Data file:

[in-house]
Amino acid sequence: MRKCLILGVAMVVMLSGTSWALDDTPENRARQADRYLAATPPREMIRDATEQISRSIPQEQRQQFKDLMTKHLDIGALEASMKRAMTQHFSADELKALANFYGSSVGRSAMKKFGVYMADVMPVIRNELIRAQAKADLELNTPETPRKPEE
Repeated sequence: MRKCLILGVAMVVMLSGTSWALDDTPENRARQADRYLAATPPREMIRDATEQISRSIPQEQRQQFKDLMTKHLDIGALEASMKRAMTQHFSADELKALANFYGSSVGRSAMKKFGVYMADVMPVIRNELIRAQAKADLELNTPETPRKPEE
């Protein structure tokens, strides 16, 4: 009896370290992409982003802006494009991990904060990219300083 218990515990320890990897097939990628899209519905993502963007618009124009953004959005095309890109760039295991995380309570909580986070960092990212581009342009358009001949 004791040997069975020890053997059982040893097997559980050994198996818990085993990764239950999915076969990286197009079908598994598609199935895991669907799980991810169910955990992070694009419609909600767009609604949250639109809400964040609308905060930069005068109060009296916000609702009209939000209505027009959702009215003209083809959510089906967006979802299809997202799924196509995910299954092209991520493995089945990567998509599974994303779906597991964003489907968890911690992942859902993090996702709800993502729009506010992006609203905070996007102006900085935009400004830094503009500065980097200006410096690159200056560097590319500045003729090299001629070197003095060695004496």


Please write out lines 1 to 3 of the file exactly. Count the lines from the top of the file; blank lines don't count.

[in-house]
Amino acid sequence: MRKCLILGVAMVVMLSGTSWALDDTPENRARQADRYLAATPPREMIRDATEQISRSIPQEQRQQFKDLMTKHLDIGALEASMKRAMTQHFSADELKALANFYGSSVGRSAMKKFGVYMADVMPVIRNELIRAQAKADLELNTPETPRKPEE
Repeated sequence: MRKCLILGVAMVVMLSGTSWALDDTPENRARQADRYLAATPPREMIRDATEQISRSIPQEQRQQFKDLMTKHLDIGALEASMKRAMTQHFSADELKALANFYGSSVGRSAMKKFGVYMADVMPVIRNELIRAQAKADLELNTPETPRKPEE